GILLETTE, Wyo. (AP) — Campbell County Memorial Hospital has confirmed that three hospital patients in the past six weeks have contracted invasive Group A Streptococcus, also known as flesh-eating bacteria.
The hospital disclosed the cases Friday after denying in early September there had been such cases at the hospital recently, the Gillette News-Record reports (bit.ly/NMQNXV).
Hospital spokeswoman Karen Clarke said patient privacy rules prevented her from commenting on the patients' condition. The three patients were no longer at the hospital, she said.
Hospital CEO Bob Morasko would not comment on whether anyone died from the bacteria, citing advice from legal counsel not to discuss that.
State health officials have been notified, he said.
The hospital had been trying to reach its infectious disease specialist, Dr. Christopher Brown, on Friday but was unable to reach him, Morasko said.
Brown was due back at the hospital on Monday, he said, and would be asked to conduct a diagnosis on the samples.
"We'll still have him review it," Morasko said.
Usually any illness that results from Strep A is mild, with symptoms such as a sore throat. The bacteria can become life-threatening if they get into the blood stream, muscles or lungs.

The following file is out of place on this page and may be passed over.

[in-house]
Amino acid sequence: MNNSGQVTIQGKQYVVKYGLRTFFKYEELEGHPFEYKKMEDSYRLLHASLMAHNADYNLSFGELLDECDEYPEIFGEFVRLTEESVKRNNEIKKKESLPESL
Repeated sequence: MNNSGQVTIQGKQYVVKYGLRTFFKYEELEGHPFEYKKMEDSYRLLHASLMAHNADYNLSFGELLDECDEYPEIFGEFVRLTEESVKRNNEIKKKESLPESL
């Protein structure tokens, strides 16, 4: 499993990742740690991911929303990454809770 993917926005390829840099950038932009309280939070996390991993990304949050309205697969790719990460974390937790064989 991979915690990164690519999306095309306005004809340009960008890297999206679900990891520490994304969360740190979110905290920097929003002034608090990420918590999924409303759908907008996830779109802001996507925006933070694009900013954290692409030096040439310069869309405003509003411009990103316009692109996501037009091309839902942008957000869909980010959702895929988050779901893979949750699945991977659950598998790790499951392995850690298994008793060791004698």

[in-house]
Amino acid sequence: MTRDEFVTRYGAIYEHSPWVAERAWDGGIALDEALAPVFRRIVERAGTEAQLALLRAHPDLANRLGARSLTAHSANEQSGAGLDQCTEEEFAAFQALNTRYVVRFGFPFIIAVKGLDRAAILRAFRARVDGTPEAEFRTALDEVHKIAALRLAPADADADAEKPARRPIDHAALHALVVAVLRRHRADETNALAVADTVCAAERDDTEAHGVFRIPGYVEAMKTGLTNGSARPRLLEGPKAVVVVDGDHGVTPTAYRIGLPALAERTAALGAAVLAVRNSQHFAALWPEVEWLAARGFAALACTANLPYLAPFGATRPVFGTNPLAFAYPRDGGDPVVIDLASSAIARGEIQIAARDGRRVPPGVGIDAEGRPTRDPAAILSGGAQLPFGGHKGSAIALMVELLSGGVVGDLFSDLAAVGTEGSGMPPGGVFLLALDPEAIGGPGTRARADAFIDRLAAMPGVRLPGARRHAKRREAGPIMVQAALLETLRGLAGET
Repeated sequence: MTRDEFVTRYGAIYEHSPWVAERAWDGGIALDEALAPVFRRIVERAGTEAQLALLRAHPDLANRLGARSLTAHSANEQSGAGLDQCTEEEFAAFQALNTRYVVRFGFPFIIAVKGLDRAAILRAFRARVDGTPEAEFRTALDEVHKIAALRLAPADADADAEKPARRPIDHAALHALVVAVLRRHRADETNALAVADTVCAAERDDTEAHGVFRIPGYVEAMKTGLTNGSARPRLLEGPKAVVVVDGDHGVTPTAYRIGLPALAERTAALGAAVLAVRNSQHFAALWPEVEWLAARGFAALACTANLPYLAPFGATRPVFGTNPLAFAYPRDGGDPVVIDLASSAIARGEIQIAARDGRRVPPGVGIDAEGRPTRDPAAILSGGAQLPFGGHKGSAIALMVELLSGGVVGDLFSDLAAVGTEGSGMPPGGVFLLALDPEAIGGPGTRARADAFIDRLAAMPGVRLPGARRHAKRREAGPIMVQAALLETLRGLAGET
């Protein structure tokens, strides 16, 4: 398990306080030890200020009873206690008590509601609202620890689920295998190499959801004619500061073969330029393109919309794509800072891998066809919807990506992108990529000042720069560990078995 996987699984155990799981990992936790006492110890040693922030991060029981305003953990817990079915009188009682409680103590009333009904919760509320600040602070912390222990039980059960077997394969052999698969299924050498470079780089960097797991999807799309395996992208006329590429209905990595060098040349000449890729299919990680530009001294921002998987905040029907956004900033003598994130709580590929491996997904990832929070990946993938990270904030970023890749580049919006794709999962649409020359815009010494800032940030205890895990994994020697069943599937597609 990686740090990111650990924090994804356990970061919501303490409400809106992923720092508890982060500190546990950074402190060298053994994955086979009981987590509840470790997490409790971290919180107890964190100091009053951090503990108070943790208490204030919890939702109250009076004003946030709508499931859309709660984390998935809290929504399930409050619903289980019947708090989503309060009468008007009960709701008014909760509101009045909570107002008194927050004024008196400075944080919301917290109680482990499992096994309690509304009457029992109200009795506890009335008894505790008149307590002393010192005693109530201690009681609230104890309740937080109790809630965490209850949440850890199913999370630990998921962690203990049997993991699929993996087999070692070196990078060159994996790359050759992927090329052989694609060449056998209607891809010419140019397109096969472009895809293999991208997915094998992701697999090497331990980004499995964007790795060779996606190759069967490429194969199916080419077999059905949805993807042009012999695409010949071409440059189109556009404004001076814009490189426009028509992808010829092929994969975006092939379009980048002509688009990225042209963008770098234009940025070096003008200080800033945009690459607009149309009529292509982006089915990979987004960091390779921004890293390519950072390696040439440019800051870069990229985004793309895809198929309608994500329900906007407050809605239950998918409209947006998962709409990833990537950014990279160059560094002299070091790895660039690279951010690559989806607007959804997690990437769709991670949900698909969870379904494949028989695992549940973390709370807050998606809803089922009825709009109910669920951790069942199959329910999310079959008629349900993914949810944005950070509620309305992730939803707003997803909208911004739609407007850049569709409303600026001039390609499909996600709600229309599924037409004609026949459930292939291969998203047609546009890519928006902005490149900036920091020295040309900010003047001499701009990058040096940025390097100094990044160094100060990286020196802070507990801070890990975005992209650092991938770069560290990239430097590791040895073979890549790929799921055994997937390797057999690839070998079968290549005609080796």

Clarke said the disease does not transmit from patient to patient easily, unlike tuberculosis and other diseases which can be spread in the air.
"It usually gets into a wound, some kind of open area in the skin," said Della Amend, executive director of Campbell County Public Health. "It's rare. I don't have the exact statistics, but it's a rare occurrence."
She said proper hygiene, including hand-washing, is the best way to prevent any infection.
There have been several recent cases in the U.S. of flesh-eating bacteria, also called necrotizing fasciitis. A Georgia woman had both hands, her right foot and left leg amputated earlier this year after she contracted the bacteria.
Several other cases have been recently reported, including an inmate in Illinois who died earlier this month.
Information from: The Gillette (Wyo.) News Record, http://www.gillettenewsrecord.com